Spring, the sweet Spring, is the year’s pleasant king;
Then blooms each thing, then maids dance in a ring,
Cold doth not sting, the pretty birds do sing,
Cuckoo, jug-jug, pu-we, to-witta-woo!
– Spring by Thomas Nashe from Summer’s Last Will and Testament, 1600
That poem reminded me of the mockingbird that resides in my garden each year. This morning I listened to him run through his repertoire. I tried to imagine where the various songs came from, the forests of the South? a barnyard? I thought I heard the peeps of baby chicks mixed in with the songs of warblers. But truthfully, I have no idea where each sound impression came from. Today I was entertained, but on some summer nights the constant serenade is annoying.
I first noticed the mourning doves in early March- their coos are always a part of summer’s song for me.
Beneath these fruit-tree boughs that shed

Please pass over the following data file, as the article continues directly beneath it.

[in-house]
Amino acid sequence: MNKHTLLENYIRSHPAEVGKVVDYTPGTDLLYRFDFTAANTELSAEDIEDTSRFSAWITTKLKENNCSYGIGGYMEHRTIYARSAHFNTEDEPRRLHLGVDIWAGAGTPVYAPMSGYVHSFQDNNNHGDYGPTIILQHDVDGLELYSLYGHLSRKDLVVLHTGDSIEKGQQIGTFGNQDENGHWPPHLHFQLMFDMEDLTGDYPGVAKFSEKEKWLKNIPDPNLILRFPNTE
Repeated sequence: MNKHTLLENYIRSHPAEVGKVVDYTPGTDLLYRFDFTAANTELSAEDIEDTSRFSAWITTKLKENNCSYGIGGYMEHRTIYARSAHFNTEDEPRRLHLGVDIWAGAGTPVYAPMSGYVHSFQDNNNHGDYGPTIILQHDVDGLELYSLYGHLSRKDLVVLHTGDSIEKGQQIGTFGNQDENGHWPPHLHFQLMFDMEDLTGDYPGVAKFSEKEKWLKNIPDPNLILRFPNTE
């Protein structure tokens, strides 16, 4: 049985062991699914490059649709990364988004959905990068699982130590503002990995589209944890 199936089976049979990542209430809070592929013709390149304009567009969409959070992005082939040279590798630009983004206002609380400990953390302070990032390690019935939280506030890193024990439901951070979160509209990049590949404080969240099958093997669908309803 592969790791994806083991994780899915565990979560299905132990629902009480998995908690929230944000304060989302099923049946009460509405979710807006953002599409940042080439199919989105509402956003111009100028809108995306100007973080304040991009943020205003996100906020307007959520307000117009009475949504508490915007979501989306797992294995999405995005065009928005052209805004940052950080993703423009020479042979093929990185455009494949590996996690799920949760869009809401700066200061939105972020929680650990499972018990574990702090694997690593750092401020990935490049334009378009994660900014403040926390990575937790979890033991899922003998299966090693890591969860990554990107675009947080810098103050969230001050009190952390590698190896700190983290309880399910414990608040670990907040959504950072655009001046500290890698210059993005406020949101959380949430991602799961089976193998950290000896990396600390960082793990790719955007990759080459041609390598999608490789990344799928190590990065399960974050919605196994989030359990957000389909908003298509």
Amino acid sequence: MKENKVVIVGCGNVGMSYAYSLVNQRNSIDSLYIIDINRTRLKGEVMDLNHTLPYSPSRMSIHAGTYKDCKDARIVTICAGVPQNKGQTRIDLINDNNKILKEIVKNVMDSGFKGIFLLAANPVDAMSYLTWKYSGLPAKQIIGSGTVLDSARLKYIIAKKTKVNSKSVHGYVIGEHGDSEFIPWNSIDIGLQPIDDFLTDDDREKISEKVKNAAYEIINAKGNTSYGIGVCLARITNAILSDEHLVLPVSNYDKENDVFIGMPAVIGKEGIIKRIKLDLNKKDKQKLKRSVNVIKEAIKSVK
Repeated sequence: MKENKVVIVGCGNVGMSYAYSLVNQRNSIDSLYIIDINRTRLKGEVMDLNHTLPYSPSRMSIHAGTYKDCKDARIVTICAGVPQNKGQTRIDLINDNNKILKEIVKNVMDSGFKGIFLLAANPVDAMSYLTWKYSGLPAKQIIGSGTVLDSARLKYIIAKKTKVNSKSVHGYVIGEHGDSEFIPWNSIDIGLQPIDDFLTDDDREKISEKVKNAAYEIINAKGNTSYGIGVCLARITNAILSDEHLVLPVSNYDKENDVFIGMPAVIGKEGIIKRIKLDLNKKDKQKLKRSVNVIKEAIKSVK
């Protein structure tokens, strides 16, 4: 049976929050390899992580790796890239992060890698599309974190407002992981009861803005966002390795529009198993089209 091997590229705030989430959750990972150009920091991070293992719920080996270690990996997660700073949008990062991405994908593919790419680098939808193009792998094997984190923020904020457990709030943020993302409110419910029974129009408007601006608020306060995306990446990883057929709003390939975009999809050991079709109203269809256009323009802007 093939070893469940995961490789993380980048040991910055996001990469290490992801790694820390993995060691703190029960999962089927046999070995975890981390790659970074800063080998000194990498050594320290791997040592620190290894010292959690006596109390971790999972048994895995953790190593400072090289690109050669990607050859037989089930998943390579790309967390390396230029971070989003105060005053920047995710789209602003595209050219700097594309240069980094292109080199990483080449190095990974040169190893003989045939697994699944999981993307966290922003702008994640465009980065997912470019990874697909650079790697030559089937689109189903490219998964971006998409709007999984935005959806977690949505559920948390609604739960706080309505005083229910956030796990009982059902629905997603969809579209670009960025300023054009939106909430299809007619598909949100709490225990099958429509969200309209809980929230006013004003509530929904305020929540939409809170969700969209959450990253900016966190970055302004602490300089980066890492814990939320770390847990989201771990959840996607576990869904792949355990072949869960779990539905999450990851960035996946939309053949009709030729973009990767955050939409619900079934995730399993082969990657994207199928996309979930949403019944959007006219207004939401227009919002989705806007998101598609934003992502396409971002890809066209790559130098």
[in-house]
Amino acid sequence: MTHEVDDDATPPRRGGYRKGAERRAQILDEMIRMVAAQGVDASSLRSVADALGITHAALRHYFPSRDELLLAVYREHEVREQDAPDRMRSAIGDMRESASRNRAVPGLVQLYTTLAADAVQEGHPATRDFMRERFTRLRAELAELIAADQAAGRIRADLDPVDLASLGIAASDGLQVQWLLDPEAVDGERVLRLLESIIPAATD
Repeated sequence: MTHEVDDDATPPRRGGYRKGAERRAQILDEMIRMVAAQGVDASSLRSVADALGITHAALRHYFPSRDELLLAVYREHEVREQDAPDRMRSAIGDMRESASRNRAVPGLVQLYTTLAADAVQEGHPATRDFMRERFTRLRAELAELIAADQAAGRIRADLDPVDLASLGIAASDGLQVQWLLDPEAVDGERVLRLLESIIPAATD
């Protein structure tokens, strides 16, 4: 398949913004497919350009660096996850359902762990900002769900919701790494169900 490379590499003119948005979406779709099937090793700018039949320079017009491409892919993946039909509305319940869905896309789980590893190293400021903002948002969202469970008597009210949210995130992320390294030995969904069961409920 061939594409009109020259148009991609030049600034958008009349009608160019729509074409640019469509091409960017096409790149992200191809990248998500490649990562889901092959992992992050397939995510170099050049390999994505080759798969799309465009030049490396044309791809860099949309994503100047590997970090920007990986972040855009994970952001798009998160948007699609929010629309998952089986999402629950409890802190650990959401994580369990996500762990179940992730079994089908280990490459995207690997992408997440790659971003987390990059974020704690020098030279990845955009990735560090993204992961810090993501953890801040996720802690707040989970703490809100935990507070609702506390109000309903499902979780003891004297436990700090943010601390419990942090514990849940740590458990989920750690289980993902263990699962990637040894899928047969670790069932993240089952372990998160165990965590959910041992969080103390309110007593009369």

Their snow-white blossoms on my head,
With brightest sunshine round me spread
Of Spring’s unclouded weather,
In this sequester’d nook how sweet
To sit upon my orchard-seat,
And flowers and birds once more to greet,
My last year’s friends together.
– William Wordsworth, from “The Green Linnett”
I haven’t seen as many cardinals or robins this year. We reduced our cat population and only have three, although they are the mighty Nimrods of the feline world. I’m sure they have been a bane to the songbird population here.
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